موردی مفهوم سازی و درمان اختلال همراه بدریخت انگاری و پرخوری عصبی(بولیمیا)
|کد مقاله||سال انتشار||مقاله انگلیسی||ترجمه فارسی||تعداد کلمات|
|32535||2010||11 صفحه PDF||سفارش دهید||محاسبه نشده|
Publisher : Elsevier - Science Direct (الزویر - ساینس دایرکت)
Journal : Cognitive and Behavioral Practice, Volume 17, Issue 3, August 2010, Pages 259–269
Body dysmorphic disorder (BDD) and eating disorders often co-occur and share some clinical features. In addition, the co-occurrence of BDD and an eating disorder may be associated with greater impairment in functioning. Furthermore, clinical impressions suggest that this comorbidity may be more treatment resistant than either disorder alone. The current article discusses the treatment of a 48-year-old female diagnosed with BDD and comorbid bulimia. We attempted to address these co-occurring disorders in a strategic, formulation-based manner using a variety of cognitive-behavioral strategies such as cognitive restructuring, rational disputation, exposure with response prevention, and mirror retraining. Despite the complexity of this case, results suggest that comorbid BDD and bulimia nervosa can be effectively managed with cognitive behavioral therapy.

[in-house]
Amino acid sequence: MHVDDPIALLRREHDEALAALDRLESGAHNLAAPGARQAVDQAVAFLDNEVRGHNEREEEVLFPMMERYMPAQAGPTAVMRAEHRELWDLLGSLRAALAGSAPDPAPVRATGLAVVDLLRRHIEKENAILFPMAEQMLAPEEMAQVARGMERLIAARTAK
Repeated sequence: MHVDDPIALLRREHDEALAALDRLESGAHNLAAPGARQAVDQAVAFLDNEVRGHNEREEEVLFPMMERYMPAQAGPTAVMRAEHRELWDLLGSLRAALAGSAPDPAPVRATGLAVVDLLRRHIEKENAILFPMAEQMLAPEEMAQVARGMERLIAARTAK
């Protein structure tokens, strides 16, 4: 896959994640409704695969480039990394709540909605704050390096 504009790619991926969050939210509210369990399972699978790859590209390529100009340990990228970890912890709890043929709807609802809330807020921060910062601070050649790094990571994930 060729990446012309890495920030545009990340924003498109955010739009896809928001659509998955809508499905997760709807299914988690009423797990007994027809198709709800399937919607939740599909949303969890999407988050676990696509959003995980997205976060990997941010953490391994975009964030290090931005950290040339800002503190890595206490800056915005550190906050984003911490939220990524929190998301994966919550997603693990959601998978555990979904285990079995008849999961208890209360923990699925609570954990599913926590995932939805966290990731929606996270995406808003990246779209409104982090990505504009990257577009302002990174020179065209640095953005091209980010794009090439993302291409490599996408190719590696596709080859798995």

Body dysmorphic disorder (BDD) is defined as a distressing or impairing preoccupation with an imagined defect in appearance; if a slight anomaly is present, the concern is markedly excessive (American Psychiatric Association, 2000). The preoccupation causes clinically significant distress or impairment in social, occupational, or other important areas of functioning, and it must not be better accounted for by another mental disorder (e.g., dissatisfaction with body shape and size in anorexia nervosa). Studies have found that BDD is relatively common, occurring in 0.7% to 2.4% of community samples (Bienvenu et al., 2000, Faravelli et al., 1997, Koran et al., 2008 and Rief et al., 2006), 2% to 13% of student samples (Biby, 1998, Bohne et al., 2002 and Mayville et al., 1999), and 13% of psychiatric inpatients (Grant, Kim, & Crow, 2001). BDD is associated with very poor psychosocial functioning and quality of life (Phillips, 2000 and Phillips et al., 2005), and a high rate of suicide ideation and attempts (Phillips et al., 2005, Phillips and Menard, 2006 and Veale et al., 1996). BDD is often comorbid with other disorders (e.g., Gunstad & Phillips, 2003), but its relationship to them is unclear. For example, it has been suggested that BDD and eating disorders may be related conditions (Grant & Phillips, 2004). Some authors suggest that body image dissatisfaction may be the essential pathology underlying both BDD and eating disorders (Cororve and Gleaves, 2001 and Rosen and Ramirez, 1998). BDD is the only diagnosis in the DSM-IV-TR, other than an eating disorder, that is characterized by a disturbance in body image. BDD and eating disorders also share some phenomenological features, such as body image dissatisfaction ( Rosen & Ramirez, 1998), obsessional thinking ( Godart et al., 2002 and Halmi, 2005), poor interpersonal functioning ( Fairburn, 1997), and chronic low self-esteem ( Polivy & Herman, 2002). In addition, many patients with eating disorders are preoccupied with non-weight aspects of appearance, such as the size of their stomach or thighs, or even body areas such as the skin or nose ( Grant et al., 2002, Gupta and Gupta, 2001 and Gupta and Johnson, 2000), similar to patients with BDD, although the latter concerns would be diagnosed as BDD if diagnostic criteria are met. Conversely, some BDD patients are preoccupied with body weight and shape ( Kittler et al., 2007 and Phillips and Diaz, 1997). BDD individuals with weight concerns have been found to be as impaired or more impaired, across measures of symptom severity, comorbidity, and quality of life as those who have more classic BDD concerns (e.g., nose, skin, and hair; Kittler et al., 2007). The prevalence of eating disorders in individuals with BDD has varied across studies and appears elevated compared to the prevalence in the general population. In a study of 293 subjects with BDD, 10% had anorexia nervosa (AN) and/or bulimia nervosa (BN) at some point in their life (3% with AN, 8% with BN), and 4% had current comorbid AN/BN (1% with AN, 3% with BN; Gunstad & Phillips, 2003; this study did not assess the prevalence of an eating disorder NOS). Another small study of 16 individuals with BDD found that 19% of subjects reported a lifetime prevalence of an eating disorder ( Zimmerman & Mattia, 1998). Both studies, however, consisted of individuals who were seeking or receiving psychiatric treatment, and 40% of the subjects in the former study were participating in a pharmacotherapy trial ( Gunstad & Phillips, 2003), which may have introduced a selection bias. In a recent naturalistic study of 200 individuals with lifetime BDD who were not seeking or receiving treatment as part of the study, 33% reported having a lifetime eating disorder (9% with AN, 6.5% with BN, and 17.5% with an eating disorder NOS; Ruffolo, Phillips, Menard, Fay, & Weisberg, 2006). Those with (n = 65) and without (n = 135) a comorbid eating disorder were compared across a number of clinical variables, including severity of body image disturbance, functioning, and suicidality. BDD subjects with and without an eating disorder did not significantly differ on most variables. However, those with comorbid BDD and an eating disorder were more likely to be female, less likely to be African American, and had more comorbidity. Controlling for gender, comorbidity, and age, those with comorbid BDD and ED had greater body image disturbance and dissatisfaction, were more likely to have been hospitalized, and had received more psychotherapy and medication ( Ruffolo et al., 2006). In a study of 41 inpatients diagnosed with AN ( Grant et al., 2002), 39% were found to have a lifetime diagnosis of BDD with concerns unrelated to weight. Those with comorbid AN and BDD had lower overall levels of functioning and higher levels of delusionality than those without BDD. The comorbid AN and BDD group also had double the number of psychiatric hospitalizations, and three times as many subjects with comorbid AN and BDD had attempted suicide (63% versus 20%). Despite the co-occurance of these disorders and clinical similarities, only one study (Rosen & Ramirez, 1998) has compared the clinical features of BDD and eating disorder patients directly. In this study, 45 female outpatients with AN or BN were compared with 51 female outpatients with BDD and 50 nonclinical controls. Both clinical groups had equally severe body image overall and poor self-esteem. However, BDD patients reported slightly more avoidance and negative self-evaluation due to appearance concerns, whereas the eating disorder patients reported more widespread psychopathology. Limitations of this study are that the BDD group included only females and the groups were compared on only a small set of variables and important questions regarding many central features about the commonalities and differences between these disorders have remained unanswered. Research on treatment efficacy suggests that cognitive behavioral therapy (CBT) may be effective for both BDD (Veale et al., 1996 and Wilhelm et al., 1999) and bulimia (for review see Fairburn, 2006). Although few controlled treatment outcome studies for BDD have been completed, preliminary studies on the efficacy of CBT are very promising (Neziroglu & Khemlani-Patel, 2002). In a randomized controlled trial of group CBT for BDD, 54 women were assigned to a CBT treatment group or to a wait list (Rosen, Reiter, & Orosan, 1995). Subjects who received CBT had significantly greater improvement in BDD symptoms, self-esteem, and depression than those on a waiting list. Veale, Gournay, and colleagues (1996) randomized 19 patients to 12 weekly sessions of CBT (n = 9) or a 12-week wait list (n = 10). Two measures of BDD symptoms showed significant improvement with CBT compared to the wait-list control. In an open trial of group CBT (n = 13; Wilhelm et al., 1999) group CBT was associated with significant improvement in symptoms (improving from severe to moderate). Other smaller case series offer support for CBT's efficacy ( Neziroglu & Khemlani-Patel, 2002). Numerous reviews and meta-analyses have examined the efficacy of CBT for BN (for review see Fairburn, 2006). CBT has been the most extensively studied psychosocial treatment for BN and its utility the most consistently substantiated ( American Psychiatric Association, 2000). The leading form of treatment for BN is a specific form of CBT ( Fairburn, Marcus, & Wilson, 1993). CBT for BN appears very effective at reducing core features of the disorder, including purging, dietary restraint, and improving maladaptive attitudes toward weight and shape ( Fairburn et al., 1995 and Thackwray et al., 1993). These results suggest that CBT appears to be an effective intervention for both disorders of body image. IPT has also been shown to be efficacious for BN ( Agras et al., 2000, Cooper and Steere, 1995, Fairburn, 1997 and Fairburn et al., 1991) but has not been studied in BDD. In sum, BDD and eating disorders often co-occur and share some clinical features. Comorbidity of BDD and ED may be associated with greater impairment. Given the significant rates of co-occurrence of these disorders, treatments are needed that address comorbidity in BDD. In this article, we present a case study of a patient who presented for treatment with BDD and comorbid BN. Treatment followed the CBT conceptualization and treatment strategies recommended by Fairburn et al. (1993) for BN and Rosen (1995a) for BDD. The purpose of this article is to describe an application of CBT in the treatment of a 48-year-old female with significant body dysmorphic and bulimic symptoms. In this clinically complex case, we attempted to address co-occurring disorders in a strategic, formulation-based